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I do both and it really depends on my fermenter needs, my time available, and the yeast I'm dealing with. If I have a 2.5-3 week timetable, I will primary for 2 weeks and rack to secondary for a few days. Its amazing how much yeast falls out after racking.

I primary only german wheat 3333 since it flocs almost clear after 2-3 weeks in primary. I cold crash in primary Bells yeast, some US and English strains, and lower gravity belgians. Usually after 3 weeks or so in primary.

I will rack high gravity beers to secondary after 3-4 weeks on primary for further conditioning. It would probably be fine in primary for longer, but I feel more comfortable having these beers sit for another month or two on less yeast.

I find that 2565 Kolsch yeast flocs best when the beer is chilled (& gelatin added) in primary for a couple of days, then rack to secondary. Falls out clear in 2-3 weeks at 40F that way.

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Old 07-27-2012, 07:34 PM   #18
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Quote:
Originally Posted by Yooper View Post
I'm not picking on you at all- but how do you "know a secondary vessel will clear the beer up a little bit?" I mean, moving the beer from one vessel to another won't magically make yeast or suspended proteins fall to the bottom of the next vessel, any more than leaving it in place will. After all, that's gravity that does the work.

I guess what I'm saying is that the basically premise of moving to a clearing vessel is flawed, when you think about it.

I'm a winemaker, and in winemaking there IS a secondary fermenter, as fermentation does occur in the next vessel. Usually, a wine primary is "open" and moved to the secondary for an airlock. But in the case of making beer, typically the fermenter is airlocked from the beginning. So they are different processes, and calling the clearing vessel in beermaking a "secondary" is a misnomer. There is no "secondary fermentation" going on in most cases, and instead in a brewery the clearing vessel is called a "bright tank".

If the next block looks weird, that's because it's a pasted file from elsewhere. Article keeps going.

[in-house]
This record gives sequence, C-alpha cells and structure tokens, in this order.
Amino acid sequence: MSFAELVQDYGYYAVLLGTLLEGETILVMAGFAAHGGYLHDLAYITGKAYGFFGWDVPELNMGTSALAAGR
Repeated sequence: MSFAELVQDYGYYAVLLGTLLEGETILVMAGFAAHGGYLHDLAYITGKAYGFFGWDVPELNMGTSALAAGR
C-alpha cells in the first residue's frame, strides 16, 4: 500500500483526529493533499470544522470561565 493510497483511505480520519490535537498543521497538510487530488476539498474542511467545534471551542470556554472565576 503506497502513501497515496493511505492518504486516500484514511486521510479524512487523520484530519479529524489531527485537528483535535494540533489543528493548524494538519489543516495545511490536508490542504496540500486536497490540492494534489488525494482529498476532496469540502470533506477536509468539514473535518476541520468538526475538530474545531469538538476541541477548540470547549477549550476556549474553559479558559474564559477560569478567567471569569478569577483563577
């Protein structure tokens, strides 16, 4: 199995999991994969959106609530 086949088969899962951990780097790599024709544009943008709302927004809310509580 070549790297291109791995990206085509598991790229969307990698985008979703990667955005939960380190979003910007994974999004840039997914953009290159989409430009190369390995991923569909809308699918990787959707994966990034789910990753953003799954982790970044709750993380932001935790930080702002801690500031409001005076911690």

The reason breweries use a bright tank at all is so that a new batch can be started in the fermenting vessel, plus they can then drop the temperature of the bright tank to clear the beer fast. We can do the same thing, by simply sticking the fermenter in the fridge. Also, in a big brewery, the pressure exerted on the yeast of the bottom of the fermenter is considerable while most homebrewers are doing 5-10 gallon batches which don't have the same weight. That means that we don't really have to worry about the yeast cells rupturing from the pressure on them from all of the weight, so it sort of negates the need for a bright tank for that reason.

What I'm saying is that whether a beer is in the first vessel or in a clearing vessel, it won't clear any faster and there really isn't any reason to move it for most beers.
This is exactly what I used to think. And then Basic Brewing/BYO did the experiment that MC linked a few posts above this one. I was as shocked as anyone, but moving to secondary pretty conclusively lead to faster clearing in their experiments. Dramatically so in some cases (if nothing else, check out the PDF with the pictures of the belgian). Their theory is that transferring dislodged small CO2 bubbles from yeast/proteins, causing them to fall faster.

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Old 07-28-2012, 04:36 PM   #19
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I never do secondary but wonder why most kit instructions call for it. If the trend is to leave the beer in the primary for a little longer prior to bottling/kegging, why haven't the kit makers followed this trend ?

ETA: I get most of my kits from Austin HomeBrew.

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Old 07-28-2012, 06:45 PM   #20
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I never do secondary but wonder why most kit instructions call for it. If the trend is to leave the beer in the primary for a little longer prior to bottling/kegging, why haven't the kit makers followed this trend ?
.
because its a method that works, one of several.
leaving the beer in the primary until you bottle isn't necessary